Rep. Chris Malone sides with Wake County commissioners on school construction

amoody@newsobserver.comJanuary 21, 2014 

State Rep. Chris Malone, right, shakes hands with Zebulon Mayor Bob Matheny following a meeting Malone held at Zebulon Town Hall on Jan. 9.

AARON MOODY — amoody@newsobserver.com Buy Photo

— State Rep. Chris Malone is sticking with his GOP affiliation concerning the ongoing spat between Wake school leaders and county commissioners over school building construction control.

Malone, a former school board member who now represents District 35 in the N.C. House, says he supports Wake County commissioners’ bid to take over school construction and property management. Currently, the county school board possesses that authority.

Republicans hold the majority on the county board of commissioners, while Democrats are in the majority on the Wake school board.

However, Malone said the reasoning behind his stance is not party-related.

“I know county commissioners are asking for (the authority), but I think a Democrat-majority county commission would like to have it as well,” he said. “And we will have a Democratic county commission some day in the future, I’m sure.”

Commissioners unsuccessfully pushed for the turn of power last summer, but the issue is likely to resurface in the General Assembly this year.

Malone, whose district includes part of eastern Wake County, explained his support of the power transfer after a recent meeting he held at Zebulon Town Hall.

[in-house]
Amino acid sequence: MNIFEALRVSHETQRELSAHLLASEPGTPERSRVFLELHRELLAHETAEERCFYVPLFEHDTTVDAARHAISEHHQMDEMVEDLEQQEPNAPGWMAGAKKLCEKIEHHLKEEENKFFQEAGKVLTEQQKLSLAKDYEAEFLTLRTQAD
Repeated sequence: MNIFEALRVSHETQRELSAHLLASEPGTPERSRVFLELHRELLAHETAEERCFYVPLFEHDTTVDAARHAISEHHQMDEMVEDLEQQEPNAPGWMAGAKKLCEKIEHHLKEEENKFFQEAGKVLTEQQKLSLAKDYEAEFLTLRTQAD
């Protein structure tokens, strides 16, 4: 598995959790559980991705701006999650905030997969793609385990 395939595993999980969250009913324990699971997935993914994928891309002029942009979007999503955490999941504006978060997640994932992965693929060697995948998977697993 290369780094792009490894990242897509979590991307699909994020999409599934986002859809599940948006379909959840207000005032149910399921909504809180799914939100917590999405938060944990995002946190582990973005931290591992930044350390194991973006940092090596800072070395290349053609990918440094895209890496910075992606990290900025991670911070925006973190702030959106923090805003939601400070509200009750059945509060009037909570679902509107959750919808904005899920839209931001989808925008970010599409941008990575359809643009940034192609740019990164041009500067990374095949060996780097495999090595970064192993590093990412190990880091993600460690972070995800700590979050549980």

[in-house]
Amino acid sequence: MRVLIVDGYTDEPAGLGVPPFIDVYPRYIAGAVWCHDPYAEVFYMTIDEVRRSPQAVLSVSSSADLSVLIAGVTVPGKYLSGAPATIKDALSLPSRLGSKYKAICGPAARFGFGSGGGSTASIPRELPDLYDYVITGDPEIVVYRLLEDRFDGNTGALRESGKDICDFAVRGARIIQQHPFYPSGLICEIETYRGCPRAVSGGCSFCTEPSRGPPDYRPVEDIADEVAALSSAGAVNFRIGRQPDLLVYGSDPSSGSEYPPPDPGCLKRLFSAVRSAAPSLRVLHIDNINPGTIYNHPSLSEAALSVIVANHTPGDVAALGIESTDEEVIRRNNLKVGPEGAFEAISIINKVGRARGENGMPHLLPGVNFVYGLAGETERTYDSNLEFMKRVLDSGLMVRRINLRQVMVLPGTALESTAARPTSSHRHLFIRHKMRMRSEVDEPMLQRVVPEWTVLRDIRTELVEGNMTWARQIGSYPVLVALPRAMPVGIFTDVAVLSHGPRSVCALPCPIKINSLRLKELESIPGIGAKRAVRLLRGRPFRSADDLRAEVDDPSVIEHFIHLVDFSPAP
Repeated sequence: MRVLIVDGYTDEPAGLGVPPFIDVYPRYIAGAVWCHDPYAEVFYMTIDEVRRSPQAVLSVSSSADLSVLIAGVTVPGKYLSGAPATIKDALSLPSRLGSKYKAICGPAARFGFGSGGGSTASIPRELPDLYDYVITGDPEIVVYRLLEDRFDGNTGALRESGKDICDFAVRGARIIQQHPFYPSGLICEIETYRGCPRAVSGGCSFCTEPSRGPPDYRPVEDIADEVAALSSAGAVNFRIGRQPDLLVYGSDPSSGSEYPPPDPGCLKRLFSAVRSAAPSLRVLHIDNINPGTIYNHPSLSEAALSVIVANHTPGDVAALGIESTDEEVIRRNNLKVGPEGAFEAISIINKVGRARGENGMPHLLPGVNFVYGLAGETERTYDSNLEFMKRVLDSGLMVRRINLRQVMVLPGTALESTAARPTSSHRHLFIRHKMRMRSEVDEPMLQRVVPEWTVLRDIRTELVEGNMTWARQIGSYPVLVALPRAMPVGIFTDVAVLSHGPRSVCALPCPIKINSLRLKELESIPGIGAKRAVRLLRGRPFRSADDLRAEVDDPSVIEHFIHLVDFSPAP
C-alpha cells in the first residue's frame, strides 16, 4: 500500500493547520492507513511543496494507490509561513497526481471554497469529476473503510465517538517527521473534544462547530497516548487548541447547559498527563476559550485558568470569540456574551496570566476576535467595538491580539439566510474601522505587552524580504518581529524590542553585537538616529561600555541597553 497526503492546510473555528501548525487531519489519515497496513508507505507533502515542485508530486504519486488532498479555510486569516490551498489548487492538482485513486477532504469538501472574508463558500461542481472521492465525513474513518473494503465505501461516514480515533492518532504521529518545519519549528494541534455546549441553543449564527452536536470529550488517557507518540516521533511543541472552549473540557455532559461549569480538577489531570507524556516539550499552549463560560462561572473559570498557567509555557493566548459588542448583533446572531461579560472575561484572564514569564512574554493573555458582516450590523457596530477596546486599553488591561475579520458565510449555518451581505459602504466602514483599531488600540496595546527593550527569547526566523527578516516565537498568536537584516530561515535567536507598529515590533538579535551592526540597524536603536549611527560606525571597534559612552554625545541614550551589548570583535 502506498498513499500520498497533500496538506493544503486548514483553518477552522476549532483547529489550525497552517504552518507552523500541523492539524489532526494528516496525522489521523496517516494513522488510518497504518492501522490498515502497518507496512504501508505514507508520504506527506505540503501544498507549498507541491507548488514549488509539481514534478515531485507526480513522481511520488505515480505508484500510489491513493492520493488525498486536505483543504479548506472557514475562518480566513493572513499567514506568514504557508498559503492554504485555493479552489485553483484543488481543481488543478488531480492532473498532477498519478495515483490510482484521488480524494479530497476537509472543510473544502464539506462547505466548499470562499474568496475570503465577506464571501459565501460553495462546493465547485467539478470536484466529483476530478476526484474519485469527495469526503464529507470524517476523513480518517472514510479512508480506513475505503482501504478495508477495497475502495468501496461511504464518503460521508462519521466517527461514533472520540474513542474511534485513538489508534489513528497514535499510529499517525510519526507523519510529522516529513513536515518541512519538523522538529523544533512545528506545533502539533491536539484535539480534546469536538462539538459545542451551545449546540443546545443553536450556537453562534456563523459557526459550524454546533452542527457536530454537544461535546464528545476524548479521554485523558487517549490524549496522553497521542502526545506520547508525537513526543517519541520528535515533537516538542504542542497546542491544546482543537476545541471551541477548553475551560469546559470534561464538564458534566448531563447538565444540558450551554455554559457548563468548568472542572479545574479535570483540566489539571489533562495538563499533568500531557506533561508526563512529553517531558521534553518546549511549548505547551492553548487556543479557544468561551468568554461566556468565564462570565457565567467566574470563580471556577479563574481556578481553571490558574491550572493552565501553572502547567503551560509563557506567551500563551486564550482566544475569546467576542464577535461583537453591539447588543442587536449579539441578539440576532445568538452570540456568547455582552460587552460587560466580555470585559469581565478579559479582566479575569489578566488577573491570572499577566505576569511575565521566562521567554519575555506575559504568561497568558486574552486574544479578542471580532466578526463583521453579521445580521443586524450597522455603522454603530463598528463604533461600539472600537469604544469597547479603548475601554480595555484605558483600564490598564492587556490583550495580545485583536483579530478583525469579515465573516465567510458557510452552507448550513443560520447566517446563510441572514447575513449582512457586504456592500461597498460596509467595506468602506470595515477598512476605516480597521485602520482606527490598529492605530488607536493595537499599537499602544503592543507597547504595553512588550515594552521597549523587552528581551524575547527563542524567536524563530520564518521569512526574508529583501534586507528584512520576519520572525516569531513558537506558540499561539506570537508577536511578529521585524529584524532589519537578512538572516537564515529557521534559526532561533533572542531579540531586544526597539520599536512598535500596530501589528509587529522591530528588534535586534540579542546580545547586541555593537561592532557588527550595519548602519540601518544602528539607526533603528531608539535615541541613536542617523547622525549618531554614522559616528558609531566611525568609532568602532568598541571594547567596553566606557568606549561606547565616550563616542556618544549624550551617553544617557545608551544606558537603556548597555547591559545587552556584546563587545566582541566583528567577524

“First of all, the county has taxing authority,” Malone said. “The bonds go through them, they maintain all the liabilities. They should maintain the assets as well.”

He said school system has on more than one occasion purchased, or considered purchasing, property for “way more” than the land was worth. For that reason, he said having a new set of eyes carrying out such tasks is not a bad thing.

“It’s not going to stop any of the schools from being built,” Malone said. “They’re going to be just as fine and well-done schools as we’ve had in the past. The idea that you’re going to have a shack is ridiculous – nobody would do it. We’re going to have quality schools.”

The first-term legislator said the shift would take a function away from the school board, but not deprive the board, school administrators or students.

“This is a matter of handling the job correctly,” he said. “I think, structurally, it makes sense to be on the county staff to handle it.”

School leaders, in arguing that they should retain the authority to build and maintain buildings, say educators are better equipped to determine space needs and auxiliary needs at schools than county officials who must oversee property for a wide variety of uses.

Moody: 919-829-4806; Twitter: @easternwakenews

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